football violence

last night i watched the colts-titans game. over the years, i have liked phillip rivers as a quarterback. i have enjoyed watching nfl football over the years. i’ll go to a high school football game. i’ll cheer for the UW huskies and ND irish. i will always watch at least part of the rose bowl on new years day. i have seen the rose bowl live a few times.

but i have always been more drawn to the pro game. the hits are harder and there are replays.

when i was a boy, we had to choose a favorite team since there was no pro football in seattle. my team was the oakland raiders. kenny stabler, cliff branch, ray guy, otis sistrunk, jack tatum— that was a great team, a violent team. but ever since the seahawks first season in 1976, we all came to love the hawks. kenny easley is probably my all time favorite defensive player. even though there were many years that the played like seagulls, we still cheered them on, speculated what players they needed and who should be cut– we hoped for the best. when we went to the superbowl against the steelers in 2006, we were elated! oh if only call challenges existed back then…

when we won the superbowl in 2014 we were riding on top of the world. russell wilson, marshawn lynch, and cam chancellor were a demi-gods; the legion of boom dominated. when we lost the superbowl the next year on the last minute of the game, it tore our hearts out. lesson: always give your beast-mode guy the ball!

the game has changed dramatically over the years. given our knowledge of concussions in the game of football, there have been rule changes. for safety concerns, more and more parents do not want their sons playing the game. who knows how this will affect the game? probably fewer guys playing the game.

but the nfl is still very popular. people want to see pro football. it is hard to imagine the day when pro football is not the number one sport in the country. there is a lot of money flowing through this business. there will always be men who desire to play the game and make a lot of money– concussion dangers aside. of course las vegas always has loved the game long before the raiders came to town. now, with internet betting, i have no idea how much money changes hands on an nfl sunday.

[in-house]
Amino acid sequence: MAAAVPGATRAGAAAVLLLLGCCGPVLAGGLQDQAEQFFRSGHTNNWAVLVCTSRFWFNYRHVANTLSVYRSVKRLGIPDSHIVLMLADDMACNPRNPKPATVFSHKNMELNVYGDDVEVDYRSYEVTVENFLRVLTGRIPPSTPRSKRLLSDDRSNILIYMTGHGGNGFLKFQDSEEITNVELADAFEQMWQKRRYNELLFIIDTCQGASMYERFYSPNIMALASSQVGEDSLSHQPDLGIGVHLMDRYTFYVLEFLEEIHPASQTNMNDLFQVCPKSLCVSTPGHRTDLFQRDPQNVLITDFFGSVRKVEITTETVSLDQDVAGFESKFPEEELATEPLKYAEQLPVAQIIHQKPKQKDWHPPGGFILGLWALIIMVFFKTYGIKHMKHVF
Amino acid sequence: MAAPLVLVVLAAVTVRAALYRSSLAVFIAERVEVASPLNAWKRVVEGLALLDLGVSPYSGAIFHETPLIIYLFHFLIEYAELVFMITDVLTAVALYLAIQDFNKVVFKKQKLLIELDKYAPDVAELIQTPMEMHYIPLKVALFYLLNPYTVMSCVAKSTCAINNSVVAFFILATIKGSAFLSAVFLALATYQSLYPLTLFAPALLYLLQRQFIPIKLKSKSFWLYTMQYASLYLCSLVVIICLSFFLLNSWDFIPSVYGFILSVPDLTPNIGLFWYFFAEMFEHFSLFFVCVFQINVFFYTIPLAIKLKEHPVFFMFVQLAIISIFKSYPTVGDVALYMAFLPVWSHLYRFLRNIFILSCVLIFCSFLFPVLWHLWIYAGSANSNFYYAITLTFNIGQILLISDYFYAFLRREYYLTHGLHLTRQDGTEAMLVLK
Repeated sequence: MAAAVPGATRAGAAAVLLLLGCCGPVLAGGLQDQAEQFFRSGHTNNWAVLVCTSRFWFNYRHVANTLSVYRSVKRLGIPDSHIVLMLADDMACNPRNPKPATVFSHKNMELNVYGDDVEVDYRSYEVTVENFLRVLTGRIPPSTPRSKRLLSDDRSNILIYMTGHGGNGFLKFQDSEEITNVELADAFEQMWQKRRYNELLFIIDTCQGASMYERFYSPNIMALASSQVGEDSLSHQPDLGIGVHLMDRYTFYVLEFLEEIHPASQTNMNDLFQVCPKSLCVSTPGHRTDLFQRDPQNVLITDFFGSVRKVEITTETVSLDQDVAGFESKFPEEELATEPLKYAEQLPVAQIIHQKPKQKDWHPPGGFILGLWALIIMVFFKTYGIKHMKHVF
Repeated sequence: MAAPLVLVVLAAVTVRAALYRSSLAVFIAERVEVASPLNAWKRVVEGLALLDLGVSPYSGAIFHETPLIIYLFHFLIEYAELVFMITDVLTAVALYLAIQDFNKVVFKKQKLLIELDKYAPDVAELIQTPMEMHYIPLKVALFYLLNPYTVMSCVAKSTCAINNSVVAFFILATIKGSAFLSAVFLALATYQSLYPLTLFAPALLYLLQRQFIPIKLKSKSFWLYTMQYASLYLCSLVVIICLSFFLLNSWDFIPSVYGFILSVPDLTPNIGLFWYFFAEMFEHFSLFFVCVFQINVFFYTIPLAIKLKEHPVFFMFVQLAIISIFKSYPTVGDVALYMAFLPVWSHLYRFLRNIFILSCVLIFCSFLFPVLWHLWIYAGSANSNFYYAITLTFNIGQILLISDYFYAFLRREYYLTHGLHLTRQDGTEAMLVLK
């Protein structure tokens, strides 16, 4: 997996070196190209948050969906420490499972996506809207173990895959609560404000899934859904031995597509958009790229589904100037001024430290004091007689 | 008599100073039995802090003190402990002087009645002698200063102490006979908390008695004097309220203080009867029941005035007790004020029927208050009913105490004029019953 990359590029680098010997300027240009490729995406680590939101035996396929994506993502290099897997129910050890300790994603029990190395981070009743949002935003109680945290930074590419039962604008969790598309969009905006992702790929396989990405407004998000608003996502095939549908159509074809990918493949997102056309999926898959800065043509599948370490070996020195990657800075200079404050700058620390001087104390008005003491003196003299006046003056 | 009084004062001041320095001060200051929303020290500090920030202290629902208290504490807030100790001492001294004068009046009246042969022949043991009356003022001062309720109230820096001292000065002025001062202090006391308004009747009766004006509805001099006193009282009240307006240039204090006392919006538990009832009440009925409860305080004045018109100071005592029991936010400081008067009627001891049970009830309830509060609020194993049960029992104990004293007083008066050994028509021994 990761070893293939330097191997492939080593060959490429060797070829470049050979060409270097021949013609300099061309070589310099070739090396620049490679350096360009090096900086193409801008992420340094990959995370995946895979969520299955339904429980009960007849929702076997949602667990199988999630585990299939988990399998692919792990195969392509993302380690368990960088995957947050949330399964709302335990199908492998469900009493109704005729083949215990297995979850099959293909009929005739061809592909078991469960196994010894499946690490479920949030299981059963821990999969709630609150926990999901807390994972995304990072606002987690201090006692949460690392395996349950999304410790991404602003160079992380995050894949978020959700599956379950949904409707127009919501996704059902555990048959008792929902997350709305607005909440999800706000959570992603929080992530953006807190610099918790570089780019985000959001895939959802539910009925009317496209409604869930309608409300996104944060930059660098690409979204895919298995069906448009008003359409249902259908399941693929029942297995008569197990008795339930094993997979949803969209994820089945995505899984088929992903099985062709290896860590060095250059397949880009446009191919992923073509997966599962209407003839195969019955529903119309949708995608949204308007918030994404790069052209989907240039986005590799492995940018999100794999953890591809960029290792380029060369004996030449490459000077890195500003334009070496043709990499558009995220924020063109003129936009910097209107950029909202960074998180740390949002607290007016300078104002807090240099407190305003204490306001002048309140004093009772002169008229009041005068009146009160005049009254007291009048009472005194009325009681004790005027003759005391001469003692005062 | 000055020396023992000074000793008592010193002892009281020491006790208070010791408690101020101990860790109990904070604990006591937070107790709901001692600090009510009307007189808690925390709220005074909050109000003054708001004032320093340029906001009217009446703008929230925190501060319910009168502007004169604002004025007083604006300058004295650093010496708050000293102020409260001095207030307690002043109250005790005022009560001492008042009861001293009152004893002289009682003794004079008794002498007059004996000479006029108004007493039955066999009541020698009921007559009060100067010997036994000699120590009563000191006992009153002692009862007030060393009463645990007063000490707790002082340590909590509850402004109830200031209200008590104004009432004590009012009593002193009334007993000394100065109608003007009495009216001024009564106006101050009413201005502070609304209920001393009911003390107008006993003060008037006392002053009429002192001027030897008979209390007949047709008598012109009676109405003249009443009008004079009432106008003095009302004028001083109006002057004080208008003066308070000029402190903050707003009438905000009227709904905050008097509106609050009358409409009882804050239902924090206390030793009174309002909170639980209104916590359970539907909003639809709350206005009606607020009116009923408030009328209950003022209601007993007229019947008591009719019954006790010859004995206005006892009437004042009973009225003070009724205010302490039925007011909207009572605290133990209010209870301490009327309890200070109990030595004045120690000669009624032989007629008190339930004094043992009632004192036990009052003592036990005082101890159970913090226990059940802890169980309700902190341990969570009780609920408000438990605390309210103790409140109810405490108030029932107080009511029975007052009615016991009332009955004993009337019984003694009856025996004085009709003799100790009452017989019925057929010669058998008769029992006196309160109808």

nfl football is the perfect calculus for ritualized violence, greed, and fame.

football is our cultural outlet for testosterone release. men especially get sucked into this ethos– i happen to be one of them. the padding and helmets, the hits and tackling– these are our modern day gladiators. i suppose that long term injuries for nfl players are better than having a sword sever your head in the colosseum. boxing, mixed martial arts and octagon fighting are more explicit, exaggerated versions of ritualized violence. testosterone totally unleashed.

we have come a long way, no?

in berkeley in the early 1990s, i was very active in pax christi chapter. pax christi is the national catholic peace movement. i still am a member and follow their leadership. i am drawn to the non-violence of jesus and the saints, ghandi, martin luther king jr and nelson mandela. in the beatitudes jesus taught, “blessed are the peacemakers for they will be called sons and daughters of God.” i want to be a son of God! isn’t peacemaking the ideal of being a christian?

but i cheered for kenny easley, jack tatum to knock out guys. and i still want whoever is the current seahawk defensive assassin is to clock any opposing receiver or running back who dare cross the field. they are still gladiators on the gridiron. it is what the game is about. while there are nice guy, gentle giants in the nfl, the nature of the game is violent. the game cannot be played peacefully. the rules exist to protect the players but do not change the nature of the game.

there is a long history– maybe cain and abel played their version of backyard football. am i my brother’s (and sister’s) keeper?

nfl football is a reflection of our society– there exists an undercurrent of the dark side of violence. it mirrors our sinful and holy human nature. isn’t that why i cheer for both the seahawks and the st francises/maximillan kolbes of the world? we can decry rioting in the streets, but when we dig deeper, we can understand why it can happen.

can i live in the tension of being both a peace-maker and violence-maker? how can i be a healing instrument in the continued ministry of jesus and at the same time cheer on violent actions on the gridiron?

can’t we just redirect our violent passion to defeat homelessness, hunger, the coronavirus and war? or do we need to condone at some level the violence in our world?

or is jesus’ love commandment as seen in being peacemakers a counterbalance and corrective to our violent nature?

how can i authentically live in this tension?

until i get more clarity in this violence-peace area of me and the world, i ask st francis to pray for our world and me as i cheer, “go seahawks!”

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